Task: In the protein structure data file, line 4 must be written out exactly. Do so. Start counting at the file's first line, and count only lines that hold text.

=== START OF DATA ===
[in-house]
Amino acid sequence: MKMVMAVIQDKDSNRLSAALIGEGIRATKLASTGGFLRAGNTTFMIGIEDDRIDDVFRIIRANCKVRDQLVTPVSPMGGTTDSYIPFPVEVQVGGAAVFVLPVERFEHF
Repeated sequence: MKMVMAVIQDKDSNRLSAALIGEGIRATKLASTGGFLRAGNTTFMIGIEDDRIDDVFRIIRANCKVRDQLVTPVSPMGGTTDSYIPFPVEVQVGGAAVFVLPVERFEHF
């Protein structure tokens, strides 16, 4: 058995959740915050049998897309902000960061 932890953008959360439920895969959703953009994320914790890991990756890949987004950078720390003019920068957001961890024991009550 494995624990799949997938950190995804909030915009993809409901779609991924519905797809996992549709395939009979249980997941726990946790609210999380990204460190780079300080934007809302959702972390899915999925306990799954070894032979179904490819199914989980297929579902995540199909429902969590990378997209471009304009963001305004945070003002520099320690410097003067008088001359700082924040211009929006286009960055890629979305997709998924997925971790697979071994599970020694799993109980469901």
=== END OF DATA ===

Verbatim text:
């Protein structure tokens, strides 16, 4: 058995959740915050049998897309902000960061 932890953008959360439920895969959703953009994320914790890991990756890949987004950078720390003019920068957001961890024991009550 494995624990799949997938950190995804909030915009993809409901779609991924519905797809996992549709395939009979249980997941726990946790609210999380990204460190780079300080934007809302959702972390899915999925306990799954070894032979179904490819199914989980297929579902995540199909429902969590990378997209471009304009963001305004945070003002520099320690410097003067008088001359700082924040211009929006286009960055890629979305997709998924997925971790697979071994599970020694799993109980469901």